[0098] The sample/hold circuit 804 is controlled by a control signal SH. The MIS type photoelectric conversion unit 202 is switched between the photoelectric conversion mode and the refresh mode in accordance with a control signal VSC. The multiplexer circuit 803 outputs a signal in synchronism with a CLK signal CLK input thereto.

[0099] Nine TFTs 11 to 33 are ON/OFF-controlled by gate electrodes Vg1, Vg2, and Vg3, respectively.

[0100] Referring to FIG. 7, each of the TFTs 11 to 33 is identical to the TFT 201 shown in, for example, FIG. 1. Each of the gate electrodes Vg1, Vg2, and Vg3 is identical to the gate electrode 302 shown in, for example, FIG. 1. Each of MIS type photoelectric conversion units s11 to s33 is identical to the MIS type photoelectric conversion unit 202 shown in, for example, FIG. 1. In addition, each of signal lines Sig1 to Sig3 is identical to the signal line 308 shown in, for example, FIG. 1.

[0101]FIG. 8 is a timing chart showing a driving timing for the acquisition of one image by using the two-dimensional sensor 808 in FIG. 7.

[0102] In order to obtain an X-ray image, the following operation must be sequentially performed: the refresh operation of setting the MIS type photoelectric conversion unit 202 in the refresh mode and sweeping unnecessary electric charge out of the MIS type photoelectric conversion unit 202; the storing operation of emitting X-rays and storing X-rays transmitted through an object as an electrical signal, the phototimer refresh operation of refreshing the phototimer, and the read operation of obtaining an X-ray image by sequentially turning on the TFTs 201.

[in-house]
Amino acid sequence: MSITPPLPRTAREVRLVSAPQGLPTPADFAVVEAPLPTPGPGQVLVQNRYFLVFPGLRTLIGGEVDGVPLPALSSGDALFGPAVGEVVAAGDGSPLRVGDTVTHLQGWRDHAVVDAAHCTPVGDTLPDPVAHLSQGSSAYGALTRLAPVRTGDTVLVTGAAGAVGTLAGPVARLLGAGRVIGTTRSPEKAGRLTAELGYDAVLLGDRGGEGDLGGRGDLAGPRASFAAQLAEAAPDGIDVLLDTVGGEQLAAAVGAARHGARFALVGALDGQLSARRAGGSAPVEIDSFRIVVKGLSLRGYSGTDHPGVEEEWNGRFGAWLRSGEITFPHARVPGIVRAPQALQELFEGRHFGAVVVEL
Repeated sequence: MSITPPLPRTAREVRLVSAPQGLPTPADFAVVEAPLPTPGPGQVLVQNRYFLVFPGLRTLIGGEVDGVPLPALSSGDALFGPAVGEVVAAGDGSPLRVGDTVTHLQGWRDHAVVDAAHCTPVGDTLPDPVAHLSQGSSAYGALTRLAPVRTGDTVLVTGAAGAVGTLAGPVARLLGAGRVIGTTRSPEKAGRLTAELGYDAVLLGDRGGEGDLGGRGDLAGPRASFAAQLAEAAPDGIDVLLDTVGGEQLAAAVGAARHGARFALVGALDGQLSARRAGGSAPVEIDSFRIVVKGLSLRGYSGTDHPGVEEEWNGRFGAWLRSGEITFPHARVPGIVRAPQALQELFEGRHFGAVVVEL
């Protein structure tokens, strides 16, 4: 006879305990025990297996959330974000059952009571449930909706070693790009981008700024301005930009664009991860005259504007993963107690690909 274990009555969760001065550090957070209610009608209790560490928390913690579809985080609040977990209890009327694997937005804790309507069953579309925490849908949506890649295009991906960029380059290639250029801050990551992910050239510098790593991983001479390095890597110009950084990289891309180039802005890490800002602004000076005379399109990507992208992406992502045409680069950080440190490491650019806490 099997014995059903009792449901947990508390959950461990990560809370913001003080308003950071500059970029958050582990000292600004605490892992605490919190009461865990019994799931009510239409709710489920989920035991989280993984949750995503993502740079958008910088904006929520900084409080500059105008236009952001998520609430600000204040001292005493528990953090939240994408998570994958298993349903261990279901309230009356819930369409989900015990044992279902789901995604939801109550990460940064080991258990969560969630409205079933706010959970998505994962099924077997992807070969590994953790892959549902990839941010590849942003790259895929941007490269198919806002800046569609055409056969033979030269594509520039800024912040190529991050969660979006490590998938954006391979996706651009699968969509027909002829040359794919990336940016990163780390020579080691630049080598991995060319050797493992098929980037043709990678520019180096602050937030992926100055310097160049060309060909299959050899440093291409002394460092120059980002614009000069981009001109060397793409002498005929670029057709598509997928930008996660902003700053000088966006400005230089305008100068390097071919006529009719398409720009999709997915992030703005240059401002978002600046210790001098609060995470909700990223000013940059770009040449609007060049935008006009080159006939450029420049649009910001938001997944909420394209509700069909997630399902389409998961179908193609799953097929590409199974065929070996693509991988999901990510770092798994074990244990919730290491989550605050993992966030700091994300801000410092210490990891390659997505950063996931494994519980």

[0103] In the refresh operation, first of all, the control signal VSC is set at Low to connect the sensor bias line 314 to a refresh bias 807 to set the MIS type photoelectric conversion unit 202 (s11 to s33) of each pixel in the refresh mode. The TFTs 201 (TFT11 to TFT33) of the respective pixels are simultaneously turned on, and the image signal amplifier 805 is reset, thereby resetting the potentials of each signal line 308 (Sig1 to Sig3) and sensor lower electrode 309.

[0104] After the sensor bias line 314 is connected to the refresh bias 807 for a time enough to sweep electric charge out of the interface, the switch is switched to a storage bias 806 to switch the MIS type photoelectric conversion unit 202 (s11 to s33) to the photoelectric conversion mode. At this time, the TFT 201 (TFT11 to TFT33) is turned on to reset the image signal amplifier 805 so as to sweep electric charge out of the MIS type photoelectric conversion unit 202 (s11 to S33), thus resetting the potentials of the signal line 308 (Sig1 to Sig3) and sensor lower electrode 309.